Eric Schmitt, Michael R. Gordon, and Helene Cooper of the New York Times report that:
The Obama administration is preparing to carry out a campaign against the Islamic State in Iraq and Syria that may take three years to complete, requiring a sustained effort that could last until after President Obama has left office, according to senior administration officials.
The operation, which the president will outline in a speech on Wednesday, will unfold in three stages. First, the air campaign, already underway. Then:
… an intensified effort to train, advise or equip the Iraqi military, Kurdish fighters and possibly members of Sunni tribes.
And, finally, the “toughest and most politically controversial phase of the operation — destroying the terrorist army in its sanctuary inside Syria.
… might not be completed until the next administration. Indeed, some Pentagon planners envision a military campaign lasting at least 36 months.
As with any large military undertaking, events and chance might make hash of the planning. Already, one large question appears:
The White House is counting on an effort by American, Iraqi and Gulf Arab officials to persuade Sunni tribesman in western Iraq, now aligned with ISIS, to break their ties after chafing under the harsh Shariah law the group has imposed.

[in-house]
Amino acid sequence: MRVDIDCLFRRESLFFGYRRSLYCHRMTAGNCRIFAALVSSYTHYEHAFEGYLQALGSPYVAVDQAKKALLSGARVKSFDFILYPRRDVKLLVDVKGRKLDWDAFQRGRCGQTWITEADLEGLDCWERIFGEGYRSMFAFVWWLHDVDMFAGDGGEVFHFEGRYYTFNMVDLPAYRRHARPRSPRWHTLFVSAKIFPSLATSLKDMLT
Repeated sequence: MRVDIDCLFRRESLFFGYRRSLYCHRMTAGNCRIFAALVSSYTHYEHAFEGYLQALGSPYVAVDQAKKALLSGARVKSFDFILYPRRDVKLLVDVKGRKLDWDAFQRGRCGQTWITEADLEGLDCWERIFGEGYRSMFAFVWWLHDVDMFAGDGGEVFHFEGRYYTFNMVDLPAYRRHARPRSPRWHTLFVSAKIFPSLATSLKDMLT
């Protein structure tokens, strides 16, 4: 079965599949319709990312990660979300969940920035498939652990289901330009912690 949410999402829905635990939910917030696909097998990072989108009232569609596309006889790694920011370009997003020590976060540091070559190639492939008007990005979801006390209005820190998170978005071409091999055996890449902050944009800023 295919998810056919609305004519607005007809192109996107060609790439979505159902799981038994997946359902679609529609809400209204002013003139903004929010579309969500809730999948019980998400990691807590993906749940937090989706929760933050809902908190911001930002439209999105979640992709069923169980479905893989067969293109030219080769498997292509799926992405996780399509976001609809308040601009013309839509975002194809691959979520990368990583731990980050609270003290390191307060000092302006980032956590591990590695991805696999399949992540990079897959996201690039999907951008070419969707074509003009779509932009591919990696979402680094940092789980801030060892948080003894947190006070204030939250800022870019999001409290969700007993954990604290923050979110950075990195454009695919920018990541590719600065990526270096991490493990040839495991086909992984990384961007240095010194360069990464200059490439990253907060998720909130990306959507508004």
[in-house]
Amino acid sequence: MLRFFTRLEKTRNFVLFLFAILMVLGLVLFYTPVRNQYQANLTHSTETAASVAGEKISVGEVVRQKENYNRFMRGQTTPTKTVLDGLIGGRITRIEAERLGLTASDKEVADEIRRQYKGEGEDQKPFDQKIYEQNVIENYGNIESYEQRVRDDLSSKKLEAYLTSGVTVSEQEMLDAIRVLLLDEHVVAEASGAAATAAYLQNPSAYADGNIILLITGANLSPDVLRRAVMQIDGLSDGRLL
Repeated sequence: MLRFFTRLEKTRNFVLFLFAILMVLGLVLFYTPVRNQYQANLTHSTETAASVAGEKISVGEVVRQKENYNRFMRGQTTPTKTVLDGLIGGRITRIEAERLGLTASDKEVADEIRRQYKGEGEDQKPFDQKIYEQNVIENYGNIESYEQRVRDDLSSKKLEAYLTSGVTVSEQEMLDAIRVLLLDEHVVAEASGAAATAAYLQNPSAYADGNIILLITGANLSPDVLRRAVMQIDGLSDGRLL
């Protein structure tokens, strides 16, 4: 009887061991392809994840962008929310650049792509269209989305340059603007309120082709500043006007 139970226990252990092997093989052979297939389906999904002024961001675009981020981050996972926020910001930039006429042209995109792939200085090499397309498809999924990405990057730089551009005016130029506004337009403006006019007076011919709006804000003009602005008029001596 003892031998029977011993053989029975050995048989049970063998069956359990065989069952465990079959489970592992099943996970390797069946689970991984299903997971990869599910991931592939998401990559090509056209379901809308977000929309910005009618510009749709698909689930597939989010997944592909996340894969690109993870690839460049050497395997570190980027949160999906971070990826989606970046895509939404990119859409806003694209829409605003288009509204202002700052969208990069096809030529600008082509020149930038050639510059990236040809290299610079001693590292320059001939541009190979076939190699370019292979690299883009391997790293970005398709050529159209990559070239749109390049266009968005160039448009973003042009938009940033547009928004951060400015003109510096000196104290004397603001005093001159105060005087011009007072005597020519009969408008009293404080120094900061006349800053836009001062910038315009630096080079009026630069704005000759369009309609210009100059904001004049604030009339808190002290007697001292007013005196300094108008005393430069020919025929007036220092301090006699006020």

But these Sunnis, with whom American forces accomplished the "Anbar Awakening,” may well feel they were abandoned by their allies and decline to enlist in another effort. As one of the Sunni leaders told the Times:
“In the past, we fought against Al Qaeda and we cleaned the area of them. But the Americans gave control of Iraq to Maliki, who started to arrest, kill, and exile most of the tribal commanders who led the fight against Al Qaeda.”
The plan does not include the deployment of American ground troops.